Heat Emergencies


Heat emergencies fall into three categories of increasing severity: Heat Cramps, Heat Exhaustion, and Heatstroke.

Heat emergencies are easily preventable by taking precautions in hot weather. Children, elderly, and obese people have a higher risk of developing heat illness. People taking certain medications or drinking alcohol also have a higher risk. Heatstroke, the most serious of the three, can cause shock, brain damage, organ failure, and even death.

Signs and Symptoms

Heat cramps

  • Sweating
  • Pain in arms, legs, and abdomen

Heat exhaustion

  • Moist, pale skin
  • Fatigue and fainting
  • Dizziness and light-headedness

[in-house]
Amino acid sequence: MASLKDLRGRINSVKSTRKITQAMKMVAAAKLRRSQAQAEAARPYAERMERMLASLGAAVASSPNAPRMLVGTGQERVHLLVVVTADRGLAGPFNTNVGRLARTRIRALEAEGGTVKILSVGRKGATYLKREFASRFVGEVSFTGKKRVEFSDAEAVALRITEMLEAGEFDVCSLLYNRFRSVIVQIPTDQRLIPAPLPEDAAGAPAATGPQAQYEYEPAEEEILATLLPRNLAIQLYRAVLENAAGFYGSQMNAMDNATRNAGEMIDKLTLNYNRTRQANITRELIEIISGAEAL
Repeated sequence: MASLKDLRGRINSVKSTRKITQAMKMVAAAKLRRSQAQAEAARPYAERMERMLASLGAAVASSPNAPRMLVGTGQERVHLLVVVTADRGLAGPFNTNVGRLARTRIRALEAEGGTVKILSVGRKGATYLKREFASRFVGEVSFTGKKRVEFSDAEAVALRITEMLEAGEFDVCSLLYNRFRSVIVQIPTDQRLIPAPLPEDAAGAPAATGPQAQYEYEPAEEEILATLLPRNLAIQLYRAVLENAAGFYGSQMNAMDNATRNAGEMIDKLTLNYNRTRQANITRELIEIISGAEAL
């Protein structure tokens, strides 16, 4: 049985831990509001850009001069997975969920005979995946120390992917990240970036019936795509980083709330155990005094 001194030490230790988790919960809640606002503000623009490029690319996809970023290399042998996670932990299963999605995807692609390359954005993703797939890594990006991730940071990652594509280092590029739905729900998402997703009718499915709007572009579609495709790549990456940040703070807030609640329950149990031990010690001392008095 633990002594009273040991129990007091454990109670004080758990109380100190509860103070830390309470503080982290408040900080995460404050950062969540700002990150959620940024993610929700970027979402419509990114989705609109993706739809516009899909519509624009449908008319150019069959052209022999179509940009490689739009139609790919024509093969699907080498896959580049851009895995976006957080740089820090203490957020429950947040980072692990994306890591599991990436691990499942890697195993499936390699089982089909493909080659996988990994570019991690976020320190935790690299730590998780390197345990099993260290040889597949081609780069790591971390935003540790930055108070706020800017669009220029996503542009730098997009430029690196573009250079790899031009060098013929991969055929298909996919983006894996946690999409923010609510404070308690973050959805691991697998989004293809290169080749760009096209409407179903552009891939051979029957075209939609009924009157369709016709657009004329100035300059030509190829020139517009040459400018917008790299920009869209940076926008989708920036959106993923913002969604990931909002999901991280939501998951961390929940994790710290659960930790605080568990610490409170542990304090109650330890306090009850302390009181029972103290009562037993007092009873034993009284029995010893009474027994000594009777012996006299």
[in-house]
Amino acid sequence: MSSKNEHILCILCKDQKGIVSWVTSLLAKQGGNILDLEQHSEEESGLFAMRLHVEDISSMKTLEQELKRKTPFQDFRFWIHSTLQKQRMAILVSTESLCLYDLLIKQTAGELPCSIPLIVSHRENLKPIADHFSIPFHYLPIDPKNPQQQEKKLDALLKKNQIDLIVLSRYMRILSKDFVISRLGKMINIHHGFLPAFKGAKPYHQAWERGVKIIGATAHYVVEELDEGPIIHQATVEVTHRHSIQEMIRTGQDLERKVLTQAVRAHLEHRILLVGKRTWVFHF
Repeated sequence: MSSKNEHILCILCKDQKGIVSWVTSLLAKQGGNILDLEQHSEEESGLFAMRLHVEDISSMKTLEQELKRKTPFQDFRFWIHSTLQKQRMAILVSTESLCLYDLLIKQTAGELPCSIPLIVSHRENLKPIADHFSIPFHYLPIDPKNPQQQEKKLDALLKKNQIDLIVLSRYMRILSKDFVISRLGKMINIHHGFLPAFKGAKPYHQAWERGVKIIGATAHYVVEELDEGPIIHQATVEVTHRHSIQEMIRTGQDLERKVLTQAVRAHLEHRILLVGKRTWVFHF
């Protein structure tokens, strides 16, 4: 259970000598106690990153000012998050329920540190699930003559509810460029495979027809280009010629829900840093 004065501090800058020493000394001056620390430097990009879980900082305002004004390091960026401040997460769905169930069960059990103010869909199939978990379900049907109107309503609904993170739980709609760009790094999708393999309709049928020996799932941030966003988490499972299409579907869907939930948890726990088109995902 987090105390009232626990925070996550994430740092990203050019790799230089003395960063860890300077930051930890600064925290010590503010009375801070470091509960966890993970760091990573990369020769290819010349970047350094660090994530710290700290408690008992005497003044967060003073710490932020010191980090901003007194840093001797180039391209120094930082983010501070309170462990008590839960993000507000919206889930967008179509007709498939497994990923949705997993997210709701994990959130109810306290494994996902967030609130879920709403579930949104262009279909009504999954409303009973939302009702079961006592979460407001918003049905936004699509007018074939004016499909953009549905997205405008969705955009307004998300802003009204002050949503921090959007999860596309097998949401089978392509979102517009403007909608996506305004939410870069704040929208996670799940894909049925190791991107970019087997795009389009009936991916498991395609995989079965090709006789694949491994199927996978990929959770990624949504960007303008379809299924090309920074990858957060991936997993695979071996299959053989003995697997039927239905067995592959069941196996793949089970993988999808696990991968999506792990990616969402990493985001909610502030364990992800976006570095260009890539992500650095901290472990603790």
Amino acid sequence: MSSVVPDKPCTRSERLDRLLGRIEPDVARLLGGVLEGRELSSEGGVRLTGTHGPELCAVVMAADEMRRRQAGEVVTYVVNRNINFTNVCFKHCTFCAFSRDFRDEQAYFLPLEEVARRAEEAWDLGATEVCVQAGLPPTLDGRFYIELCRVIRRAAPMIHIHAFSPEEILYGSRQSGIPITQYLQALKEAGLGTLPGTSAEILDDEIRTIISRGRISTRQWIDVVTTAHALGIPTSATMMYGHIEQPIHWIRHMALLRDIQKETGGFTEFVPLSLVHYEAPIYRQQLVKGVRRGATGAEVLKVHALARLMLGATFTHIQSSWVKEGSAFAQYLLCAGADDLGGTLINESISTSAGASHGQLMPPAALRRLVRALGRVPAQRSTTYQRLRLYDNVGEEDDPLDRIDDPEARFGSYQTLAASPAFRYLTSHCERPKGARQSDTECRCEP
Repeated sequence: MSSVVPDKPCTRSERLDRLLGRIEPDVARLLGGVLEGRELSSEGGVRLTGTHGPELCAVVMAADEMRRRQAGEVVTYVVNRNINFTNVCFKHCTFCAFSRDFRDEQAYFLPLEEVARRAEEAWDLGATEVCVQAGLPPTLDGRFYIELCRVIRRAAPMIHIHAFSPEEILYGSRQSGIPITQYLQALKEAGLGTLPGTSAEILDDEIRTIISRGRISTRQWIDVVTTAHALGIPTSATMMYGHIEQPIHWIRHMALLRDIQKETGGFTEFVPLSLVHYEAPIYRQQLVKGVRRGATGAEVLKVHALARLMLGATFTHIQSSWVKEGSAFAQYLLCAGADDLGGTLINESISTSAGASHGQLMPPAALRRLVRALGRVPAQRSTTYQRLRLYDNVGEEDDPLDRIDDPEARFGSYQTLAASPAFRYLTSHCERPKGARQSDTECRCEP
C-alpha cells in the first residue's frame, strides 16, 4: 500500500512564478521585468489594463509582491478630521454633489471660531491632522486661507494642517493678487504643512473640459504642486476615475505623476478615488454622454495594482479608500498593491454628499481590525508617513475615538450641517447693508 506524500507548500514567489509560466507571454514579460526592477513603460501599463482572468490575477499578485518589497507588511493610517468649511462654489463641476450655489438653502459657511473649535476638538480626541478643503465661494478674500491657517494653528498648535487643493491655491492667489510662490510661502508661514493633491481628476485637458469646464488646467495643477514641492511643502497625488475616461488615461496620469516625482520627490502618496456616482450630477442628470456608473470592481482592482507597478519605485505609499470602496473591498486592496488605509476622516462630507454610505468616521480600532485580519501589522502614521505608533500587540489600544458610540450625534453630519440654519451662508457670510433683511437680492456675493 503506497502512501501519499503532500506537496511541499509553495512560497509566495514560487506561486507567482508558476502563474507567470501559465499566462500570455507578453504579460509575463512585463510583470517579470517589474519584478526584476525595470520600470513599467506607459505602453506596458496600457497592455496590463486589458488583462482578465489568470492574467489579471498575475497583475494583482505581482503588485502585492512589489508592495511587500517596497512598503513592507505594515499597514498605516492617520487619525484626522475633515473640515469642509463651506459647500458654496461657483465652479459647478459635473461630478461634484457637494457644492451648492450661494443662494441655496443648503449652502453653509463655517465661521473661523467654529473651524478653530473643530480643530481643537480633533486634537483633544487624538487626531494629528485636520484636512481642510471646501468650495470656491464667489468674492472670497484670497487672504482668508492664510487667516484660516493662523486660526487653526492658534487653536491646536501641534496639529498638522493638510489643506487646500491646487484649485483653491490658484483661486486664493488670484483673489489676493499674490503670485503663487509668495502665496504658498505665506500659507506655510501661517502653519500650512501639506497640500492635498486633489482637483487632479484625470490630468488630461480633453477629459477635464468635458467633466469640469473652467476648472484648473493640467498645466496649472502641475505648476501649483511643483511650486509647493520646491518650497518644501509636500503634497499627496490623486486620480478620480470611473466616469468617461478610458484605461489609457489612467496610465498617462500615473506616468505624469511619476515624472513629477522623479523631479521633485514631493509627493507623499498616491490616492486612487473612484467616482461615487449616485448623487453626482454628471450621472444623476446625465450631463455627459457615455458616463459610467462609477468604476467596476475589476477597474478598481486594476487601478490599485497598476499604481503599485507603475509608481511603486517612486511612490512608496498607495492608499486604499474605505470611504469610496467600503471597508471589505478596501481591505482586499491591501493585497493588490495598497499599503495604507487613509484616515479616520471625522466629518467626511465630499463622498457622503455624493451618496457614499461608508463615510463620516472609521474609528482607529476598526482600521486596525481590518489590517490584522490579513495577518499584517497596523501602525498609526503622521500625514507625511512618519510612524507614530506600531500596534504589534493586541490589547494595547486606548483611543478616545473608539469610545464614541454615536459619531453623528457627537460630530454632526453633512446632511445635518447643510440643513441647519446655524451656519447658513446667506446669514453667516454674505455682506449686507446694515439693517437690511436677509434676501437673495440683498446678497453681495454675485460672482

• Headache and confusion
  • Nausea and vomiting
  • Rapid pulse and breathing

Heat stroke

  • No sweating
  • Dry, hot, red skin
  • Confusion and loss of consciousness
  • Rapid pulse
  • Temperature over 103º F
  • Seizures

What causes heat emergencies?

  • High temperatures or humidity
  • Dehydration
  • Prolonged or excessive exercise
  • Excess clothing
  • Alcohol use
  • Medications, such as diuretics, neuroleptics, phenothiazines, and anticholinergics
  • Cardiovascular disease